Background: Qualitative research has suggested that men''s lifetime experience of violence leads to HIV risk behaviors, but little quantitative evidence has demonstrated the same. We sought to test how experiencing or witnessing of violence in childhood and adulthood can influence HIV risk behaviors among men.
Methods: We conducted cross sectional surveys with 1,091 men ages 20-34 at informant-identified hot spot venues across 19 districts in Eswatini (covering all four regions of the country). Gender attitudes were assessed by the GEM Scale, and hazardous drinking by the AUDIT-C.
Results: Men were 26 years old on average, and 15% were married/cohabiting. Half (51%) were employed, and 62% had completed secondary school. Before the age of 18, 75% had been beaten at home (e.g., with a stick/whip) and 40% had been beaten often or very often; 22% had seen their mother being beaten by her partner. In adulthood, one-third (34%) had ever witnessed an armed attack, one quarter (25%) had ever been/felt close to death, and 18% had been robbed at gunpoint or knifepoint. These events were no more common in urban versus rural areas. Current hazardous drinking was 41%, and 36% of all respondents had multiple sexual partners in the last year. In multivariable analyses controlling for demographic characteristics, experiencing/witnessing violence as a child, or as an adult, were associated with increased odds of current hazardous drinking (respectively: aOR=1.4 (95%CI: 1.0, 1.9), p< 0.05; aOR=2.3 (95%CI: 1.8, 3.1), p< 0.001). Experiencing/witnessing violence as an adult was also associated with having a higher number of sexual partners in the last year (p< 0.01) and with endorsing more inequitable gender norms (p< 0.001).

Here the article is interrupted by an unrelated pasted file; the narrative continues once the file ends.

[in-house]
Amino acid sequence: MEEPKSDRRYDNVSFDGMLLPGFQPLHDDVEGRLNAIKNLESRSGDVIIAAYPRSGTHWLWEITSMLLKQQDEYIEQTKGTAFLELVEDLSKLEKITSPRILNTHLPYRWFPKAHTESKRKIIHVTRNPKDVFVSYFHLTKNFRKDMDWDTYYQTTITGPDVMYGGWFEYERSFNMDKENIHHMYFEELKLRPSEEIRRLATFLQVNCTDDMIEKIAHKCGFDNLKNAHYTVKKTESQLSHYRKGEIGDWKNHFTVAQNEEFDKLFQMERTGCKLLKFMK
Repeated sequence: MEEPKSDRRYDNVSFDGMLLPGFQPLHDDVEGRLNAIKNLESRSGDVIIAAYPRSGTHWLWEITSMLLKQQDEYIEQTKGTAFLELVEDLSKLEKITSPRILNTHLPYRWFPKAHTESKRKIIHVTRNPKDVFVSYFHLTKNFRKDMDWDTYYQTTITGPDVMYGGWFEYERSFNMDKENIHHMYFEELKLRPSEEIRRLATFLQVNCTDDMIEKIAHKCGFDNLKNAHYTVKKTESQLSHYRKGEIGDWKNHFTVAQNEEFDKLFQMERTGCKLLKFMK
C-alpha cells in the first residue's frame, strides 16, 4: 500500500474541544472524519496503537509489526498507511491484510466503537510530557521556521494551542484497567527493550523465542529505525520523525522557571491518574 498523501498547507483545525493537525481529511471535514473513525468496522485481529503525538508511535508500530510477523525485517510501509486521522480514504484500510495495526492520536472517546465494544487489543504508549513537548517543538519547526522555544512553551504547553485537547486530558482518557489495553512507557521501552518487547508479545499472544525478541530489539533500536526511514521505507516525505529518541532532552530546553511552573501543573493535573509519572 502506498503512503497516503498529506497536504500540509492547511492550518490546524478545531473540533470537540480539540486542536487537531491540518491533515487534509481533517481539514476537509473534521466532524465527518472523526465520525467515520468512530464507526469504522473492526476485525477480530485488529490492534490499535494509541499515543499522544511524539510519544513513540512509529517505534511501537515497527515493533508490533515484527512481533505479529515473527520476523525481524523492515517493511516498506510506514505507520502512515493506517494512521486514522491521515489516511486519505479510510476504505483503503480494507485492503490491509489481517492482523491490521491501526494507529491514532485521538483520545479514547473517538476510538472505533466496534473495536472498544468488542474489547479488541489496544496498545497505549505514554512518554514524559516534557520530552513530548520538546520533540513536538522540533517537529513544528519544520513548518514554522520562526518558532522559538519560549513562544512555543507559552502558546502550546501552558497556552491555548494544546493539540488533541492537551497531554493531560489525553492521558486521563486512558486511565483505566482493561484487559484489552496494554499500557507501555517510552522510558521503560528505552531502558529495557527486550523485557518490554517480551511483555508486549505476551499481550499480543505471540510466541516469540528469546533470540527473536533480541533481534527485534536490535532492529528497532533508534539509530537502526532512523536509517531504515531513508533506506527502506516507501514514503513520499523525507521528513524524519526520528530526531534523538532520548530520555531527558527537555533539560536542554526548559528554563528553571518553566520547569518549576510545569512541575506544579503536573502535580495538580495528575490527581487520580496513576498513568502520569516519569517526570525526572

Conclusions: The majority of men in this study across Eswatini experienced or witnessed violence as children and as adults. These experiences were significantly associated with increased HIV risk behaviors and endorsement of inequitable gender norms. To reduce HIV risk for both men and their partners, it is imperative to prevent these traumas from occurring and increase opportunities for men and boys to cope with past traumas.